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MnSCU’s challenge — and a proposed strategic framework

The following article is excerpted from “A Conversation with the Board of Trustees,” Sept. 20, on a proposed strategic framework for the Minnesota State Colleges and Universities.

Steven J. Rosenstone
Courtesy of MnSCU
Steven J. Rosenstone

We sit together today to begin a conversation about the future of the Minnesota State Colleges and Universities (MnSCU) and our role in driving the vitality of our state.

For more than 150 years, our colleges and universities have prepared Minnesota’s work force; we have supplied skilled employees for new and growing companies; we have graduated entrepreneurs who have started businesses in every town of our state; and we have educated the Minnesotans who knit together the fabric of our communities.

That role cannot diminish in the face of current financial challenges. Quite the contrary, our role as a driver of Minnesota’s economy is more important than ever, and the priorities we set over the next few weeks must enrich the education and lives of our students; must create jobs; and must contribute to the prosperity of businesses and communities across the state.

The time to act is now, and we are ready. We are prepared to make tough choices and to design new ways of doing things. We are prepared to think differently and to work together differently, and we are prepared to lead and partner in more strategic ways.

Today I will outline a strategic framework for this great system — one that builds on our past successes, honors our core commitments and defines our future value to the people of Minnesota.

I want to take some time to set the stage and lay out a proposed strategy. I want to begin, though, by sharing with you what I’ve learned since Feb. 2.

The listening campaign
During the past seven-and-a-half months, Maria Antonia and I traveled more than 4,000 miles to 29 of our colleges and universities from Austin to Thief River Falls, from Winona to Moorhead, and to nearly every community in between. I met with more than 1,000 faculty, students and staff, and I have been inspired. I’ve met with Gov. Dayton, his commissioners and legislative leaders. I’ve sought counsel from representatives of organized labor, business and major foundations as well as civic leaders across Minnesota.

Simply put, I learned: Minnesota is counting on us to ensure it has the skilled workers necessary for vital communities and a thriving economy. Minnesota is counting on us to open the doors of educational opportunity to all Minnesotans. Minnesota is counting on us to provide extremely high value at an affordable price.

As you well know our colleges and universities are also facing critical challenges. Let me focus on four of them.

1: Dramatic cuts in state support. There has been a 48 percent cut in real dollars on a full-year equivalent student basis since 2000.

2: The shift of the cost from the state to students. The reduction of state support has shifted the cost of college from the state to students. 2002: 66 percent state vs. 34 percent tuition; 2013: 39 percent state versus 61 percent tuition. It is not that the cost of higher education in our system has been rising; it’s who pays the cost that has changed.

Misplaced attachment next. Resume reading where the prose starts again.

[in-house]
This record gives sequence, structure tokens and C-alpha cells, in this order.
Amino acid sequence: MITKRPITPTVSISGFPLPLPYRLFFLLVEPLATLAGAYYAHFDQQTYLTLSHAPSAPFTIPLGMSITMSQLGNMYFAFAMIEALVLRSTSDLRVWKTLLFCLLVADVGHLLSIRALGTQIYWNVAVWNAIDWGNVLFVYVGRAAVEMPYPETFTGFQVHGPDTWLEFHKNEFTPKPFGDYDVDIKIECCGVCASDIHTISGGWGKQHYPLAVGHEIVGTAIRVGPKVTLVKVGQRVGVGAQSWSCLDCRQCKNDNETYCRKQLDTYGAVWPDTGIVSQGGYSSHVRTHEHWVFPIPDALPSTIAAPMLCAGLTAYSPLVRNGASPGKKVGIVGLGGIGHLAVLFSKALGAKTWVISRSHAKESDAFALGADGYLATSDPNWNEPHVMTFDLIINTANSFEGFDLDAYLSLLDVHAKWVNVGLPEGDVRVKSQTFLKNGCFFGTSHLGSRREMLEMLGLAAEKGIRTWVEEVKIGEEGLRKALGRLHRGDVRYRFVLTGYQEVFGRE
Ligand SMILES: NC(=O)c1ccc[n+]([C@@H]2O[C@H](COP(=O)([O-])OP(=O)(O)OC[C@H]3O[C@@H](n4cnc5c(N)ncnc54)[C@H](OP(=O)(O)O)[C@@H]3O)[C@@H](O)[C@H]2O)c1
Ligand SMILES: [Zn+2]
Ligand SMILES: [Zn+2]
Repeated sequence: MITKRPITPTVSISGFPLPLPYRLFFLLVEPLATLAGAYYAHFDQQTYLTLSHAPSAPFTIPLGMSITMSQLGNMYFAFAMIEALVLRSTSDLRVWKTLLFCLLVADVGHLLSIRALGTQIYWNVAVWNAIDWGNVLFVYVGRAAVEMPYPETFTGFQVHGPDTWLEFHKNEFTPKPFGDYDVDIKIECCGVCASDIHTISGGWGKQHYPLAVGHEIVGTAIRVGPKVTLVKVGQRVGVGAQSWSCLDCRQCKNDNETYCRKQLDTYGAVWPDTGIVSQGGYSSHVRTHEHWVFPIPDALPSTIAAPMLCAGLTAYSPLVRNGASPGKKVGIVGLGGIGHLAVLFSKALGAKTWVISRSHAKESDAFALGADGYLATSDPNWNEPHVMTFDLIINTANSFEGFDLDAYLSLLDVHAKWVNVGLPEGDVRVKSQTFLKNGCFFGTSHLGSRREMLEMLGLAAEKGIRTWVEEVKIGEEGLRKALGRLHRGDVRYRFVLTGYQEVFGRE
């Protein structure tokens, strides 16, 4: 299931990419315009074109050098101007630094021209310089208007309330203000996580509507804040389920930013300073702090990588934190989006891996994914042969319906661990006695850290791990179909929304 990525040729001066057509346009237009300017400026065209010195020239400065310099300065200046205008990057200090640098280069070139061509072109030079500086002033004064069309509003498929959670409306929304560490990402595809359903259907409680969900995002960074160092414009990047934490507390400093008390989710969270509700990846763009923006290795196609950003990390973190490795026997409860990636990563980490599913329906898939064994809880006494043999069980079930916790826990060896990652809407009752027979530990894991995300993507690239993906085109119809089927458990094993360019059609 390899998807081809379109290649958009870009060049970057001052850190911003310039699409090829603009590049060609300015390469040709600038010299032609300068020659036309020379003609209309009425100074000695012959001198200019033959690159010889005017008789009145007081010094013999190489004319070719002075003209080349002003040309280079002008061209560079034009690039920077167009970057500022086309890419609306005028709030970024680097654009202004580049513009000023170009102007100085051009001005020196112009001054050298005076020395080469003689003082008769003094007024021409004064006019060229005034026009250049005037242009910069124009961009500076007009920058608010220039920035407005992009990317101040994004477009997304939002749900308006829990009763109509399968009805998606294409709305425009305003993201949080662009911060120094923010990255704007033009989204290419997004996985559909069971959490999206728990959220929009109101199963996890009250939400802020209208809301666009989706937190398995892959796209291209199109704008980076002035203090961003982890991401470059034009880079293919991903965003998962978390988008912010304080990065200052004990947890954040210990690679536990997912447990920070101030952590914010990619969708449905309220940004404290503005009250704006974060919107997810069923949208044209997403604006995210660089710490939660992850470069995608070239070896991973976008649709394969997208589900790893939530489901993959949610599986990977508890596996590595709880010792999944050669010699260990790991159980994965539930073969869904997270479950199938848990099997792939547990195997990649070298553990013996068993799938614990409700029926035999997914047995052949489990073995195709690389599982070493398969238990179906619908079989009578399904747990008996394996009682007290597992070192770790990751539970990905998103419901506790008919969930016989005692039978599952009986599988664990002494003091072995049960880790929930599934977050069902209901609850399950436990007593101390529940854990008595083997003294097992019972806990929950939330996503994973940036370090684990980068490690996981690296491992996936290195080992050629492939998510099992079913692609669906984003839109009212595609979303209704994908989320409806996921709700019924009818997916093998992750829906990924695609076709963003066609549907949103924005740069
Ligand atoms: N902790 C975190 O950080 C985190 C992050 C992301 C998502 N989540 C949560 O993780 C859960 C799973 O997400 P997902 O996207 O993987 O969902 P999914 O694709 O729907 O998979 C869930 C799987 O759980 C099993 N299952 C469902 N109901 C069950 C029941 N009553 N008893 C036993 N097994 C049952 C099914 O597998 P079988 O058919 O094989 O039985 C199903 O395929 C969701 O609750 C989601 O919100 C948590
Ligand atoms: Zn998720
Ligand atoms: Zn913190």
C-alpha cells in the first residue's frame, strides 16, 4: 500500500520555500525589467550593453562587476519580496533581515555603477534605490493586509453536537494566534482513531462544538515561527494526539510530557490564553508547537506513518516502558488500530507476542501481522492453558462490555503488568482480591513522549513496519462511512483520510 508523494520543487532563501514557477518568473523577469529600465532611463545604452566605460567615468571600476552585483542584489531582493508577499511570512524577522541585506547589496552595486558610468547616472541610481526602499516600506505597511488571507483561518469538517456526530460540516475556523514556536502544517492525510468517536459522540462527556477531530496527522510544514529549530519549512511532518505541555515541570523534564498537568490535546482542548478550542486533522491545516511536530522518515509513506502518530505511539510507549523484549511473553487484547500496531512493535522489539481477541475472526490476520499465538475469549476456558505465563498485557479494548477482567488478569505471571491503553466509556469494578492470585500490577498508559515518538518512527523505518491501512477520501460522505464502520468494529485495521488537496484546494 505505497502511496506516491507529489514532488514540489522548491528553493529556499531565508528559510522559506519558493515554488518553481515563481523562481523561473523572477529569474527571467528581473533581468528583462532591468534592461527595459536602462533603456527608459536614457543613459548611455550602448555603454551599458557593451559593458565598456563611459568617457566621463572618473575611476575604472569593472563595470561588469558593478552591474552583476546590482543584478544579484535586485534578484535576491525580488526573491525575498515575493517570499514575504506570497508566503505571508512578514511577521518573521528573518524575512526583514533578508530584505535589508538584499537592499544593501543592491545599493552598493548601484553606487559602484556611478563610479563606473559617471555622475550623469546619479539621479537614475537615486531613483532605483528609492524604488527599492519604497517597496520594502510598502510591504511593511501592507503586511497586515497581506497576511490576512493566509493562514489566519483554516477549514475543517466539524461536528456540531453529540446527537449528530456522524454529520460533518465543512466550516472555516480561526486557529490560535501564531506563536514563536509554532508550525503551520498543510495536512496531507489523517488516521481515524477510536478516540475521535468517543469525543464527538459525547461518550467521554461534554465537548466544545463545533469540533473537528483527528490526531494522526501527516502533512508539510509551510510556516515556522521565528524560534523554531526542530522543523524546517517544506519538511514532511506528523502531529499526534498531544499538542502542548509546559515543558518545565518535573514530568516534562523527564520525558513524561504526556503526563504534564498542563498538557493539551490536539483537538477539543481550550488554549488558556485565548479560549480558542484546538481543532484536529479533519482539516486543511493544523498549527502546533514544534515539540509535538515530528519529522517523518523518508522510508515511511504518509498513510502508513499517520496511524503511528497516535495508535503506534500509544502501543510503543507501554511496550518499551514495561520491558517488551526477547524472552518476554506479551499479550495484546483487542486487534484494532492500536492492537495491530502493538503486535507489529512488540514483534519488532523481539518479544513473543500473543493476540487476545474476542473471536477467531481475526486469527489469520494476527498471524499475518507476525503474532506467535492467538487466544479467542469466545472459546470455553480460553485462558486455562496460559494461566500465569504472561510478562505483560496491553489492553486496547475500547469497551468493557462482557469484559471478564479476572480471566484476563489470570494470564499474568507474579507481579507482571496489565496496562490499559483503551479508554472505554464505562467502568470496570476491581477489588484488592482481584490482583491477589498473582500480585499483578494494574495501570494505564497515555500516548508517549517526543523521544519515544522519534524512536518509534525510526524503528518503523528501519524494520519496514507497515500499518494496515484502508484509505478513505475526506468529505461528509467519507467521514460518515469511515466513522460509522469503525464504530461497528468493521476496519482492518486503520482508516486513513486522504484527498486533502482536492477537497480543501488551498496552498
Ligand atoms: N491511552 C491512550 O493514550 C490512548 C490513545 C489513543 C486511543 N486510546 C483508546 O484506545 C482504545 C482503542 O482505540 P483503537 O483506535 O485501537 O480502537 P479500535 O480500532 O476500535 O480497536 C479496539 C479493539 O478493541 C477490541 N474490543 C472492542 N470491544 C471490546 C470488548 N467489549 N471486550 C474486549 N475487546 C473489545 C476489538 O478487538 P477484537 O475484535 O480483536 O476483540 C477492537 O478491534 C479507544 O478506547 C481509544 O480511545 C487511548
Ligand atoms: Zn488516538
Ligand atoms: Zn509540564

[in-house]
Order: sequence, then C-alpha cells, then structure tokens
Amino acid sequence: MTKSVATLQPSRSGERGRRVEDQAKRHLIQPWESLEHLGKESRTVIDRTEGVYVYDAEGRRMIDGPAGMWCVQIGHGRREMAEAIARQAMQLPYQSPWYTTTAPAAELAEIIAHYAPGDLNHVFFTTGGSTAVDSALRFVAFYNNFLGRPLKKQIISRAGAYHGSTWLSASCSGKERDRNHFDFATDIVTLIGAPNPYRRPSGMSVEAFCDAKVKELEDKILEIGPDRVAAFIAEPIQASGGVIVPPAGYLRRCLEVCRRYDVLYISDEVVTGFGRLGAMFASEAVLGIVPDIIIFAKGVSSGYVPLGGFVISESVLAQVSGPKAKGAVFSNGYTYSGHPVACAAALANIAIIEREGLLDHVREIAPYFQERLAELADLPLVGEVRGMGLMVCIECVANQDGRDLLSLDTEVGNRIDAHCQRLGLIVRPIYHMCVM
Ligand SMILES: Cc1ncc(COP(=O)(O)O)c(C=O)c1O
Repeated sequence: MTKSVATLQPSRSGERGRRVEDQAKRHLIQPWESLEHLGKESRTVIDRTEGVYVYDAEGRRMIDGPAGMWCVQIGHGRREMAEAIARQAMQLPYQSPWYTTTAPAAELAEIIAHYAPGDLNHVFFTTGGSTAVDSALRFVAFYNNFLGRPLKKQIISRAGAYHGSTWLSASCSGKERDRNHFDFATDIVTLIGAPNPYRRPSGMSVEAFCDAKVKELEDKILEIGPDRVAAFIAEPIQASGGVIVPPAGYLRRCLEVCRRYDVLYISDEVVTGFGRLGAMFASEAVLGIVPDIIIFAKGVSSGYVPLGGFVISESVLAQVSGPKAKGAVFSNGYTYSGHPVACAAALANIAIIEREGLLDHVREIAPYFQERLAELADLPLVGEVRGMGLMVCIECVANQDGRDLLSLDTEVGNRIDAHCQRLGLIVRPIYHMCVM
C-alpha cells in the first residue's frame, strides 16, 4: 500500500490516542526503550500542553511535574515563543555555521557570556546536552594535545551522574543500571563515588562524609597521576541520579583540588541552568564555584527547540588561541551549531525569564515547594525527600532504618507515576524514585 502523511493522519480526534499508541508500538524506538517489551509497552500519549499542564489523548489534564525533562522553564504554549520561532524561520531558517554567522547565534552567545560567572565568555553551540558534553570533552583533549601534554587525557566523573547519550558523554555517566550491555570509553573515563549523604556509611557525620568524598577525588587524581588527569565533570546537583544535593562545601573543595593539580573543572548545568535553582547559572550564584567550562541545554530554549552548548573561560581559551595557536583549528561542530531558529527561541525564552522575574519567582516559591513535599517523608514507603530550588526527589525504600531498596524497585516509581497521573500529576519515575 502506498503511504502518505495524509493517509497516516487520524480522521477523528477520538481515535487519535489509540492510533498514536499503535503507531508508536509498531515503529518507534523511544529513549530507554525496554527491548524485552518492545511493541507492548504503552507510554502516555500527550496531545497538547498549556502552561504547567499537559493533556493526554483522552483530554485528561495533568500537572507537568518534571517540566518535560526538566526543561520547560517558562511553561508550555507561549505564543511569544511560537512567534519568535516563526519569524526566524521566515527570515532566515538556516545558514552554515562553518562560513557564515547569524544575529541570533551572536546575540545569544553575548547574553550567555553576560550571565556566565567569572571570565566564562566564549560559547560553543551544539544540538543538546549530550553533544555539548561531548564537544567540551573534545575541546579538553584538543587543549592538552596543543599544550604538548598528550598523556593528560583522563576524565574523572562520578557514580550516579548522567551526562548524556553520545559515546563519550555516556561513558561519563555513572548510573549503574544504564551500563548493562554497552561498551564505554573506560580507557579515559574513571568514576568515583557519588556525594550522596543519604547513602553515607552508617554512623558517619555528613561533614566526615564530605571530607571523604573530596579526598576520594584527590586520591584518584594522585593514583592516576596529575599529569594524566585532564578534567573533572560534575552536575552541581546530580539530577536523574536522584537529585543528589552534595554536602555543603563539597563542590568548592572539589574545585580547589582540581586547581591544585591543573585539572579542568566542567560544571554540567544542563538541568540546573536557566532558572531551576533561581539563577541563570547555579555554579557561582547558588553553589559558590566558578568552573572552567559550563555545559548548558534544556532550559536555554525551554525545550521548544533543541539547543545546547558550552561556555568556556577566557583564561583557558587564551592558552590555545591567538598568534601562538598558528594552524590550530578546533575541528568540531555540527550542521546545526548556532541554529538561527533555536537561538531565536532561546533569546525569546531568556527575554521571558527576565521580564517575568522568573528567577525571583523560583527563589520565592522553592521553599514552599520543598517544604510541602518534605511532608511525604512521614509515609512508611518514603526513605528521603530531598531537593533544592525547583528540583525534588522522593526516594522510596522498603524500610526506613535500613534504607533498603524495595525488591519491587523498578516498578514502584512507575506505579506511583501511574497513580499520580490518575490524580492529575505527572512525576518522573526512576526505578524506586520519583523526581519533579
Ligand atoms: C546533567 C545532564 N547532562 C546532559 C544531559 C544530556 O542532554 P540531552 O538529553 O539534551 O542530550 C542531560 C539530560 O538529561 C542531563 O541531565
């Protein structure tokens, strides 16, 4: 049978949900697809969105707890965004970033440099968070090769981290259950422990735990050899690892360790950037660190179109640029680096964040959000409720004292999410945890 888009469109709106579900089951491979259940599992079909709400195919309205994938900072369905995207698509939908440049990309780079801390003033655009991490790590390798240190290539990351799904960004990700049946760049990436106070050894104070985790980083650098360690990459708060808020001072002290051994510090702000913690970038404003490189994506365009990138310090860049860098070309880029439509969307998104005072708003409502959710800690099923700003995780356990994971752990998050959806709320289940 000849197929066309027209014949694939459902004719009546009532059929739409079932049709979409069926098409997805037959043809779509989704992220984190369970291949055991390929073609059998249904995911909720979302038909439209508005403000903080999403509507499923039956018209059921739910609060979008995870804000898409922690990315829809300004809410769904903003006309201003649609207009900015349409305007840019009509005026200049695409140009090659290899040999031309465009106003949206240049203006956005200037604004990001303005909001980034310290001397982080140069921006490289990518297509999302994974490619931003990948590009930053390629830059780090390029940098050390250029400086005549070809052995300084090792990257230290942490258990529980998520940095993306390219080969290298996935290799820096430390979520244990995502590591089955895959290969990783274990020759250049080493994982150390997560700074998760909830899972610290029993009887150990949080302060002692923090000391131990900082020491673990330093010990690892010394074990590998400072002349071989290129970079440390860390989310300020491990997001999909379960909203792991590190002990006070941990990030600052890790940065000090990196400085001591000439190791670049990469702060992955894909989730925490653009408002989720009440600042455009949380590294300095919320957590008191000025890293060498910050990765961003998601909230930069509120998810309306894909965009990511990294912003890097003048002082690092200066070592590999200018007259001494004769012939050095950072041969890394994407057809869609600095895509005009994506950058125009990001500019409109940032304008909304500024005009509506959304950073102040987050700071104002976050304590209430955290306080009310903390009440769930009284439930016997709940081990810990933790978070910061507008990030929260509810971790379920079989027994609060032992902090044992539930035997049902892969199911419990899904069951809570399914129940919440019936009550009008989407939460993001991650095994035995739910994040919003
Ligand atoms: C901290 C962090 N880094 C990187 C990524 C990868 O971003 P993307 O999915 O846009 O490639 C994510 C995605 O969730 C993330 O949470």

3: New kinds of students. Savvy students are demanding high-tech ways to learn. Within a decade, students of color will be nearly one-fourth of Minnesota’s high school graduates. First generation college students will continue to grow as will the number of students from families with very modest financial means. All these changes will require new strategies to effectively serve the increasingly diverse and technologically sophisticated students and to ensure their success.

4: We need to manage rising costs. The costs of technology, increased government regulations, utilities and health benefits. Competition for top faculty and staff will increase.

If we do not make some changes, the costs will grow way beyond our resources. In short, we are facing tectonic changes and challenges.

Surviving the perfect storm
This is a perfect storm, but it’s even worse than that. It is a perfect storm that’s not going away. In the face of these challenges, the greatest risk is the risk of business as usual. Continuing to cut budgets and grow revenue as we have done over the past decade may be necessary, but it is not sufficient.

We need to do much more than that:

•    Redesign. We need to redesign the ways we do things — focusing on outcomes and incentives; be willing to challenge traditions and conventions.

•    Empower. We need to empower our colleges and universities, our faculty and staff, to be innovative and entrepreneurial. We need to unleash the full creative potential of our faculty and staff to better serve students, their communities and Minnesota.

•    Partner. We need to partner in new ways — working statewide for the greatest impact with others who share our passions and our values. We need to get the right people together around the right questions to drive the right solutions.

These are the tools that will allow us to achieve new heights of service and quality. These are the foundation for what I’m calling our “strategic framework.”

The framework entails three fundamental commitments. The priorities moving forward will emerge from consultation with the Leadership Council, with faculty, students and staff. But let me give you some initial thoughts.

The commitments
1. Ensure access to an extraordinary education for all Minnesotans

An extraordinary education is assessed not by looking at the quality of our freshmen, but by looking at the quality of our graduates: their capacities and skills, the rate at which they pass accreditation exams, secure employment or get accepted to advanced degree programs. Feedback from employers is critical. An extraordinary education means graduates who have the capacity to adapt to the four or more careers they are likely to have over their lifetimes; think independently and critically; resourcefully applying knowledge to new problems; and work effectively across cultural and geographic boundaries.